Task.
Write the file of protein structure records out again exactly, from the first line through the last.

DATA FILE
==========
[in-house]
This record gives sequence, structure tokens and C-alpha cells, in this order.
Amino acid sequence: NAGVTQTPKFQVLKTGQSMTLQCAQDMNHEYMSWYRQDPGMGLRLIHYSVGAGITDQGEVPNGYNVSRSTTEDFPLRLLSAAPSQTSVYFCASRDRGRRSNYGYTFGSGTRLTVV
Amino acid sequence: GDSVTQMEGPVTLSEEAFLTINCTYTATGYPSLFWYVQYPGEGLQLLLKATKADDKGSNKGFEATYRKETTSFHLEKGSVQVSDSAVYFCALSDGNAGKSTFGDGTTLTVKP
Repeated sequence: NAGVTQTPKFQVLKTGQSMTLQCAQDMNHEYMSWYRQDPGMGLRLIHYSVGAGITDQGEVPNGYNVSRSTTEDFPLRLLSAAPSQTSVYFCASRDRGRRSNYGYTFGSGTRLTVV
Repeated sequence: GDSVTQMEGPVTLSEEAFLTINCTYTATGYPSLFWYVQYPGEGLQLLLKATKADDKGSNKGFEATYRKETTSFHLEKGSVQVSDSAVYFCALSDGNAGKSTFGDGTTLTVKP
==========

[in-house]
This record gives sequence, structure tokens and C-alpha cells, in this order.
Amino acid sequence: NAGVTQTPKFQVLKTGQSMTLQCAQDMNHEYMSWYRQDPGMGLRLIHYSVGAGITDQGEVPNGYNVSRSTTEDFPLRLLSAAPSQTSVYFCASRDRGRRSNYGYTFGSGTRLTVV
Amino acid sequence: GDSVTQMEGPVTLSEEAFLTINCTYTATGYPSLFWYVQYPGEGLQLLLKATKADDKGSNKGFEATYRKETTSFHLEKGSVQVSDSAVYFCALSDGNAGKSTFGDGTTLTVKP
Repeated sequence: NAGVTQTPKFQVLKTGQSMTLQCAQDMNHEYMSWYRQDPGMGLRLIHYSVGAGITDQGEVPNGYNVSRSTTEDFPLRLLSAAPSQTSVYFCASRDRGRRSNYGYTFGSGTRLTVV
Repeated sequence: GDSVTQMEGPVTLSEEAFLTINCTYTATGYPSLFWYVQYPGEGLQLLLKATKADDKGSNKGFEATYRKETTSFHLEKGSVQVSDSAVYFCALSDGNAGKSTFGDGTTLTVKP